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CronoDAS comments on Bias in capital project decision making - Less Wrong

40 Post author: jsalvatier 26 May 2011 06:06PM

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Comment author: CronoDAS 27 May 2011 04:38:53AM *  7 points [-]

Confirmation bias suggests engineers will tend to overestimate the benefits and underestimate the costs of projects they initially think are good ideas. The head project engineer I spoke with described a common mindset thus,

'And this is why we tend to focus on the goodness and diminish the badness of projects. We know they are good so all we need to do is prove it to get the approvers bought in. Then the project approvers over time notice that these projects returns are lower than expected so they say, “Let’s raise the bar.” But guess what? The bar never rises. Why? Because we still know what the good projects are and all we need to do is prove they are good.'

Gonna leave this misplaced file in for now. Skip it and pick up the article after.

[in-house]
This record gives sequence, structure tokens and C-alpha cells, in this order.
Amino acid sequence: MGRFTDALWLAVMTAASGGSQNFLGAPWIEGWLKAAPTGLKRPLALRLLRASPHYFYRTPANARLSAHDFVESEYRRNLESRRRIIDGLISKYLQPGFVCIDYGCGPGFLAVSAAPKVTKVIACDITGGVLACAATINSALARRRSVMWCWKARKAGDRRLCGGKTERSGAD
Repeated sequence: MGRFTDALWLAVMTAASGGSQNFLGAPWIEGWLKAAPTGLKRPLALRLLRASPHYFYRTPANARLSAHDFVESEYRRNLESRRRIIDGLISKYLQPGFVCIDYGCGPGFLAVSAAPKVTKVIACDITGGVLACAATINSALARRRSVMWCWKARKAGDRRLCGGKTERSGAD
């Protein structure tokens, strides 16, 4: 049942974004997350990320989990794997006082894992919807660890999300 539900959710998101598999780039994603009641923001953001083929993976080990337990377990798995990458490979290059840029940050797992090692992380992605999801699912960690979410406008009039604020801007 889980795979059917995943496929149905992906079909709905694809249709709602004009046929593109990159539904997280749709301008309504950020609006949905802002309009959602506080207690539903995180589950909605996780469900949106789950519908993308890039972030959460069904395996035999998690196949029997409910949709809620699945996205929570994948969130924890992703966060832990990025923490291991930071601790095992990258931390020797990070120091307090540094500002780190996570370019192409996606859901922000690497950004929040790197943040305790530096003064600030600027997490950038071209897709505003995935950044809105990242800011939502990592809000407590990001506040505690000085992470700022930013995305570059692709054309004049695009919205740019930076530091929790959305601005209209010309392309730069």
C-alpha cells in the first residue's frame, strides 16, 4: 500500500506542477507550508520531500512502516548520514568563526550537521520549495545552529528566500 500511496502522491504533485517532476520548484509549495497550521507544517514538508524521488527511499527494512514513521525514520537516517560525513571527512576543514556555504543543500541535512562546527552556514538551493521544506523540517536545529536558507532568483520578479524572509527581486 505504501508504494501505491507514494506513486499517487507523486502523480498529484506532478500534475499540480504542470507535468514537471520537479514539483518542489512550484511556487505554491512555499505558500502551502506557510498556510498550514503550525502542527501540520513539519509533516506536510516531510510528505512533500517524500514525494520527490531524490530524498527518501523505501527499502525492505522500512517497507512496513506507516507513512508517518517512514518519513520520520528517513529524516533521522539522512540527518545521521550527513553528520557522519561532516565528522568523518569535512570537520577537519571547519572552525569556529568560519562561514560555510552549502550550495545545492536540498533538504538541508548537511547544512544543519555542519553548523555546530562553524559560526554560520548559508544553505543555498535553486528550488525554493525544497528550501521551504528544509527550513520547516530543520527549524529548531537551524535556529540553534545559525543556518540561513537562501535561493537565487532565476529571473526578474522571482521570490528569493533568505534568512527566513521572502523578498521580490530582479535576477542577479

This calls to mind Archibald Putt's "Fifth Law of Decision Making":

Decisions are justified by considering benefits to the company. Decisions are made by considering benefits to the decision maker.

In other words, the engineer has an obvious incentive to get his project approved regardless of whether or not it is good: if it gets approved, he gets more money.

And indeed, you specifically mention this:

Bad incentives: engineers may often be rewarded for spearheading projects and not punished commensurately if the project is not beneficial so that they often expect to be rewarded for spearheading a project even if they don't expect it to be a success.

Everyone on LW really should read Putt's Law and the Successful Technocrat; it's the definitive guide to the social dynamics of large corporations.